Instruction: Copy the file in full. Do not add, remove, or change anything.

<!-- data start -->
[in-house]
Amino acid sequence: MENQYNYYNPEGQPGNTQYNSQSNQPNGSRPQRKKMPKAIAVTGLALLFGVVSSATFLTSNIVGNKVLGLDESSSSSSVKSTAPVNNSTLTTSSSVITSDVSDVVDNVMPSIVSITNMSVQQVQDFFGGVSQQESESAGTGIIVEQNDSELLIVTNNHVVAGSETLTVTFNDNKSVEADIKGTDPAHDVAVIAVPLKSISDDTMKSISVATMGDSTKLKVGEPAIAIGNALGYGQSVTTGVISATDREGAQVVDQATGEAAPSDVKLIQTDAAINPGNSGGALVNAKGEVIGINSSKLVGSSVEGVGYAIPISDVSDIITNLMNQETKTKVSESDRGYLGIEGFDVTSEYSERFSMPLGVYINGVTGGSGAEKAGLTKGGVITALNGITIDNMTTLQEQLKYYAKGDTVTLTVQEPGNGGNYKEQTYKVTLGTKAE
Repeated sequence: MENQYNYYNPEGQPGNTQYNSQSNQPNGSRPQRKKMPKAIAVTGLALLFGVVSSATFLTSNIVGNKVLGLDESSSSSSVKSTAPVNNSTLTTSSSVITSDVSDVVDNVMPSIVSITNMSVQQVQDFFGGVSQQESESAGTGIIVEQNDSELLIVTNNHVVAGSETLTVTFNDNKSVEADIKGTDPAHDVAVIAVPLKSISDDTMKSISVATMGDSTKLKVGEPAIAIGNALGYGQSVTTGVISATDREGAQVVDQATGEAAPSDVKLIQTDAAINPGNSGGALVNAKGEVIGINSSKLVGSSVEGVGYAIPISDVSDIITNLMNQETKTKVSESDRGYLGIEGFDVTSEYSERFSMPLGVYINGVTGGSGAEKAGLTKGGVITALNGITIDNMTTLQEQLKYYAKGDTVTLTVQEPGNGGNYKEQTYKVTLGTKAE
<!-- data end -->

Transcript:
[in-house]
Amino acid sequence: MENQYNYYNPEGQPGNTQYNSQSNQPNGSRPQRKKMPKAIAVTGLALLFGVVSSATFLTSNIVGNKVLGLDESSSSSSVKSTAPVNNSTLTTSSSVITSDVSDVVDNVMPSIVSITNMSVQQVQDFFGGVSQQESESAGTGIIVEQNDSELLIVTNNHVVAGSETLTVTFNDNKSVEADIKGTDPAHDVAVIAVPLKSISDDTMKSISVATMGDSTKLKVGEPAIAIGNALGYGQSVTTGVISATDREGAQVVDQATGEAAPSDVKLIQTDAAINPGNSGGALVNAKGEVIGINSSKLVGSSVEGVGYAIPISDVSDIITNLMNQETKTKVSESDRGYLGIEGFDVTSEYSERFSMPLGVYINGVTGGSGAEKAGLTKGGVITALNGITIDNMTTLQEQLKYYAKGDTVTLTVQEPGNGGNYKEQTYKVTLGTKAE
Repeated sequence: MENQYNYYNPEGQPGNTQYNSQSNQPNGSRPQRKKMPKAIAVTGLALLFGVVSSATFLTSNIVGNKVLGLDESSSSSSVKSTAPVNNSTLTTSSSVITSDVSDVVDNVMPSIVSITNMSVQQVQDFFGGVSQQESESAGTGIIVEQNDSELLIVTNNHVVAGSETLTVTFNDNKSVEADIKGTDPAHDVAVIAVPLKSISDDTMKSISVATMGDSTKLKVGEPAIAIGNALGYGQSVTTGVISATDREGAQVVDQATGEAAPSDVKLIQTDAAINPGNSGGALVNAKGEVIGINSSKLVGSSVEGVGYAIPISDVSDIITNLMNQETKTKVSESDRGYLGIEGFDVTSEYSERFSMPLGVYINGVTGGSGAEKAGLTKGGVITALNGITIDNMTTLQEQLKYYAKGDTVTLTVQEPGNGGNYKEQTYKVTLGTKAE